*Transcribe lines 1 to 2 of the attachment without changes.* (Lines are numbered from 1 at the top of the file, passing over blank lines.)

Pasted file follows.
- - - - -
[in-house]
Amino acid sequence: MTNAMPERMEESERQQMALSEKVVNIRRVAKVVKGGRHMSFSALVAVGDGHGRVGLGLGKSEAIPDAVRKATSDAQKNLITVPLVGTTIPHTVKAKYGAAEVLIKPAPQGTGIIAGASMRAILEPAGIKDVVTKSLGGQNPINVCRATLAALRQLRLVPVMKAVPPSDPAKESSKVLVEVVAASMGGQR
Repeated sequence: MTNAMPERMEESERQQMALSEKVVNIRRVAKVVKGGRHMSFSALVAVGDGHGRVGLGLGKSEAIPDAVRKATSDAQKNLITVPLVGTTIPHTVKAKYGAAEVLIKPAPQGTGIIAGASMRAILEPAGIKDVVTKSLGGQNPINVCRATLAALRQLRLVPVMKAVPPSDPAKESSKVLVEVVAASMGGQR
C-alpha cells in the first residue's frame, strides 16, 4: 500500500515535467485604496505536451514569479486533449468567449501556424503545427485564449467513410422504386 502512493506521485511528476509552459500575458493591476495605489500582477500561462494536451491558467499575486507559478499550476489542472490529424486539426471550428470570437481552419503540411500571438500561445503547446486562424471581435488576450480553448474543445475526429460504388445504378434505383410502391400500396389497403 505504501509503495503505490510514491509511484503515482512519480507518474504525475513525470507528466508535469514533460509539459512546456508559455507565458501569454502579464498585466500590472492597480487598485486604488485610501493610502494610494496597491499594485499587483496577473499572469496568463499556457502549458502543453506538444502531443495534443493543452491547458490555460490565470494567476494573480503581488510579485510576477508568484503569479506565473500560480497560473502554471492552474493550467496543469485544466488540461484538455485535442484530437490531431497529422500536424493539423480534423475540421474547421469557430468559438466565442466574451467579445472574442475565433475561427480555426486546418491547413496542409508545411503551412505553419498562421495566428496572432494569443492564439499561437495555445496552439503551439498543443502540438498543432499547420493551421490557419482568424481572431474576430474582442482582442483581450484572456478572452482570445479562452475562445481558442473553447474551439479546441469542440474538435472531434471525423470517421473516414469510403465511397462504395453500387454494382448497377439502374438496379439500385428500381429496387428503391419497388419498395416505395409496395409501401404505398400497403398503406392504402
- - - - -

[in-house]
Amino acid sequence: MTNAMPERMEESERQQMALSEKVVNIRRVAKVVKGGRHMSFSALVAVGDGHGRVGLGLGKSEAIPDAVRKATSDAQKNLITVPLVGTTIPHTVKAKYGAAEVLIKPAPQGTGIIAGASMRAILEPAGIKDVVTKSLGGQNPINVCRATLAALRQLRLVPVMKAVPPSDPAKESSKVLVEVVAASMGGQR